4. Diversification

If we take Cambodia again as an example, the country uses the U.S. dollar, so there’s not a lot of currency diversification if you’re holding U.S. dollars. However, other frontier markets have their own currencies, which means you can enjoy currency diversification in a frontier market.

Frontier markets offer a different type of environment than you’ve probably invested in before. So not only do you get a totally different growth profile, you get a totally different market type. By diversifying your portfolio from your average retirement account or 401(k), you can further balance the risk and reward profile of your overall portfolio.

5. Higher probability of success

When it comes to establishing an investment or setting up a new business, competition in traditional markets can be tough. In a frontier market, you have a greater probability of success — even with the most basic business. In fact, the opportunities for basic businesses and online services in a frontier market are huge.

So it’s not just about real estate; e-commerce and simple service industries all have a greater chance of succeeding in a market where competition is almost nonexistent. Not only that, but without running the risk of an economic downturn every seven or eight years — like we experience in the West — more businesses are likely to be able to ride out periods of global financial crisis.

6. Lower entry points

Obviously, it’s pretty easy to start a website these days, no matter where you are in the world, but you can open a physical, brick-and-mortar business for a heck of lot less in somewhere like Phnom Penh than you could in any city that has a developed market. If you want real estate here in Cambodia — good city center real estate —  there are still plenty of great deals to be had. If you’re looking at doing the same thing in Los Angeles or London, you can forget it. Going after property in those places means you’ll end up getting pushed out to areas that won’t bring you the slightest chance of success.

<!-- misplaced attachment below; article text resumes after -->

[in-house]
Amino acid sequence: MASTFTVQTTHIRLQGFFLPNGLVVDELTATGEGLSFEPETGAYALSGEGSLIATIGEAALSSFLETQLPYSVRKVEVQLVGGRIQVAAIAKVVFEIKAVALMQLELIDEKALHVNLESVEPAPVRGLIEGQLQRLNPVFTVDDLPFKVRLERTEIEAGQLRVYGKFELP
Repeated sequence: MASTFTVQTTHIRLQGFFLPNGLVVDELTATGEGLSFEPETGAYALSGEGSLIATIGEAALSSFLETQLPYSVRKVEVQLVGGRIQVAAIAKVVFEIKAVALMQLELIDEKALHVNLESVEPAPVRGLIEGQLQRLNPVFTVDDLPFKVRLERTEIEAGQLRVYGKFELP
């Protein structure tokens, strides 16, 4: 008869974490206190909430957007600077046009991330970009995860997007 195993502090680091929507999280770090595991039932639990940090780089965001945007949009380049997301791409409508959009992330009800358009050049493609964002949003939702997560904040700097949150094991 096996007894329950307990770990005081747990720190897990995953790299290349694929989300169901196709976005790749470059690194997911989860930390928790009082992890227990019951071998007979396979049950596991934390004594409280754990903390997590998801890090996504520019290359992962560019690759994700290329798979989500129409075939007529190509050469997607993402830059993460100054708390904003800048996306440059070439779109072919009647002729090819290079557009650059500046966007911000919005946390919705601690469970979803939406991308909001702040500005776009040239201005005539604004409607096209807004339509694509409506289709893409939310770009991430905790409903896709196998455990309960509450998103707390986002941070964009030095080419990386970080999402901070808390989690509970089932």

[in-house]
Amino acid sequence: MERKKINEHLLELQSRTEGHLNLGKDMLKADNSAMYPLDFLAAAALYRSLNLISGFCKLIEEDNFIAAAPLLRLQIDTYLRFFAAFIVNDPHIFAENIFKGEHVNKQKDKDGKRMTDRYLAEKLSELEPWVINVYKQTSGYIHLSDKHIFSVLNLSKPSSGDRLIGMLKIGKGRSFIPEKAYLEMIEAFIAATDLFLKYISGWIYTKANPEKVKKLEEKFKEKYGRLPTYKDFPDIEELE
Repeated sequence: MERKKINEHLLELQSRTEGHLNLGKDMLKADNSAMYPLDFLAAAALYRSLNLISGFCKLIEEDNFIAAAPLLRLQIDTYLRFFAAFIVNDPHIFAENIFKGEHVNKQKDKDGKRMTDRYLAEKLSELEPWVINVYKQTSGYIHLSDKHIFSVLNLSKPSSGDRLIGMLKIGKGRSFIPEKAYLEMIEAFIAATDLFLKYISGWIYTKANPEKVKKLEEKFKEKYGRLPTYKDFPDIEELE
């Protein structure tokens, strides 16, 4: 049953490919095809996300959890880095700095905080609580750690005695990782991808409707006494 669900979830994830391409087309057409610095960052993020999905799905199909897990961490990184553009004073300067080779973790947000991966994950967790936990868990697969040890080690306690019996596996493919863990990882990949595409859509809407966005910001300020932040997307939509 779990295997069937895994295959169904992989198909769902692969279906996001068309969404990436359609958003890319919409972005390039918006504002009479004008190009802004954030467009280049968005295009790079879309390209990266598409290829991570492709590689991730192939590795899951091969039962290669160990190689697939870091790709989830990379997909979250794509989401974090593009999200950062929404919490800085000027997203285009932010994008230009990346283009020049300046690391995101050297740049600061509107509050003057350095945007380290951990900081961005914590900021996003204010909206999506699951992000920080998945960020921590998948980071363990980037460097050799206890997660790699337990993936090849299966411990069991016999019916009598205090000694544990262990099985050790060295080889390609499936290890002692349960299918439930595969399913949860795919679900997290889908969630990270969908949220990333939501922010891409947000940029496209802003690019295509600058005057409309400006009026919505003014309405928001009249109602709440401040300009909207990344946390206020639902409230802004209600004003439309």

Of course, affordable urban real estate isn’t available in all frontier market countries — there are places in Africa where property in the central business districts is grossly overpriced, for example. But certainly in Cambodia, a high-quality piece of real estate isn’t going to cost you the earth.

Go where you’re treated best

There are many different frontier markets, and each one has a unique profile. From Ghana, the Ivory Coast, and Namibia in Africa to Bulgaria, Lithuania, and Latvia in Europe to Asia and the Middle East, there’s no shortage of places to choose from.

Obviously, there’s lots of homework to be done on any specific country that you’re looking at, but these six reasons will at least allow you to consider investing in a frontier market, diversifying your portfolio, and potentially earning higher returns than you could back home.

Learn how to crack the code and legally pay zero tax while traveling the world.

Watch our Nomad Capitalist Crash Course.

Nomad Capitalist is all about helping people like you “go where you’re treated best”. If you want to learn more about what exactly that means, and why I believe so strongly in it, I made this video that is worth watching:

Andrew Henderson

Andrew Henderson is the world's most sought-after consultant on legal offshore tax reduction, investment immigration, and global citizenship. He works exclusively with six- and seven-figure entrepreneurs and investors who want to "go where they're treated best". He has been researching and actually doing this stuff personally since 2007.
Andrew Henderson
Leave a Rating

Did you like this?

My team and I have helped hundreds of guys develop and implement legal strategies for lower taxes, dual citizenship, and lifestyle freedom.

Would you like to be next?

Comment Policy

While we value comments that add to the conversation, we reserve the right to edit or delete anything that is abusive, threatening, libelous, spammy, or is otherwise inappropriate. Out of respect to those who engage our services, we don't provide personalized advice or referrals unless you engage us.